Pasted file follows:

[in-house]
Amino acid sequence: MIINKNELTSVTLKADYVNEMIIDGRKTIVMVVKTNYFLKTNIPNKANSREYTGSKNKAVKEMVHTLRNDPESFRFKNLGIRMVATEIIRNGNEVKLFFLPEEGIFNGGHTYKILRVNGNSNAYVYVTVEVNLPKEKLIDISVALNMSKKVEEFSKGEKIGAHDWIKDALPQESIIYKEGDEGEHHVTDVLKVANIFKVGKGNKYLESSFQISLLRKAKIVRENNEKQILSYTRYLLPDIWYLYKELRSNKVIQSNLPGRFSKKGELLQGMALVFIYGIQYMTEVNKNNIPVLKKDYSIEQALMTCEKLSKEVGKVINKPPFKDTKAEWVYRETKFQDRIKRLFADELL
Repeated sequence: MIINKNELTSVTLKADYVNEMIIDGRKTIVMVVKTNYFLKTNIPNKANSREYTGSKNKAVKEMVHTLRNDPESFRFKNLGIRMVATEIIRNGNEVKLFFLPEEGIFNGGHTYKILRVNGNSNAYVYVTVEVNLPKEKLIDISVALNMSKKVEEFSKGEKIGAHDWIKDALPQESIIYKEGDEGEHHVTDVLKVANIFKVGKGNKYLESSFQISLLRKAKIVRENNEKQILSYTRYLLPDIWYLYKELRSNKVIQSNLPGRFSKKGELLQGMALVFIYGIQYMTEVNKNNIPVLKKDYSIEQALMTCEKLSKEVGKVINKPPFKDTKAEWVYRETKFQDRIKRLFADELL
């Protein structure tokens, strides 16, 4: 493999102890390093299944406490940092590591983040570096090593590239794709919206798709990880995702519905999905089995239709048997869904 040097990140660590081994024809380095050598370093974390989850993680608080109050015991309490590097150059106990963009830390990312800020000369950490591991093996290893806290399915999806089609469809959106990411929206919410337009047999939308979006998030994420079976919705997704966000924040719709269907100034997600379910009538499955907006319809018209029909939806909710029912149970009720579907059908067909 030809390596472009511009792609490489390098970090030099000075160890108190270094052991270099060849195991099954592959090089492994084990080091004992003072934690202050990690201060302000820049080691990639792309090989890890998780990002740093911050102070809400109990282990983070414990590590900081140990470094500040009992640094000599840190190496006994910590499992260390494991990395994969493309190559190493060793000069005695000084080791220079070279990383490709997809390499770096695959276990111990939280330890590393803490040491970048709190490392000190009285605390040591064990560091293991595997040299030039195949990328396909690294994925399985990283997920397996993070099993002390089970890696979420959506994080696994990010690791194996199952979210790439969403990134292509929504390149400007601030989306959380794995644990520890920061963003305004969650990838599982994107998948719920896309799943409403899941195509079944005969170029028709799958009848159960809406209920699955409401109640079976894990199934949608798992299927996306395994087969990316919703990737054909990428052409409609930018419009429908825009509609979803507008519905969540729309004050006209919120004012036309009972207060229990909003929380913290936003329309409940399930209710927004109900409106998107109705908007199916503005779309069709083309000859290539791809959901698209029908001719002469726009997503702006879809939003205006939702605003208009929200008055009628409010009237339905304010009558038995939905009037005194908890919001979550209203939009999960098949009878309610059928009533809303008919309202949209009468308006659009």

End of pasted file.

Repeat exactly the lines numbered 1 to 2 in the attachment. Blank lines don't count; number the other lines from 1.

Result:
[in-house]
Amino acid sequence: MIINKNELTSVTLKADYVNEMIIDGRKTIVMVVKTNYFLKTNIPNKANSREYTGSKNKAVKEMVHTLRNDPESFRFKNLGIRMVATEIIRNGNEVKLFFLPEEGIFNGGHTYKILRVNGNSNAYVYVTVEVNLPKEKLIDISVALNMSKKVEEFSKGEKIGAHDWIKDALPQESIIYKEGDEGEHHVTDVLKVANIFKVGKGNKYLESSFQISLLRKAKIVRENNEKQILSYTRYLLPDIWYLYKELRSNKVIQSNLPGRFSKKGELLQGMALVFIYGIQYMTEVNKNNIPVLKKDYSIEQALMTCEKLSKEVGKVINKPPFKDTKAEWVYRETKFQDRIKRLFADELL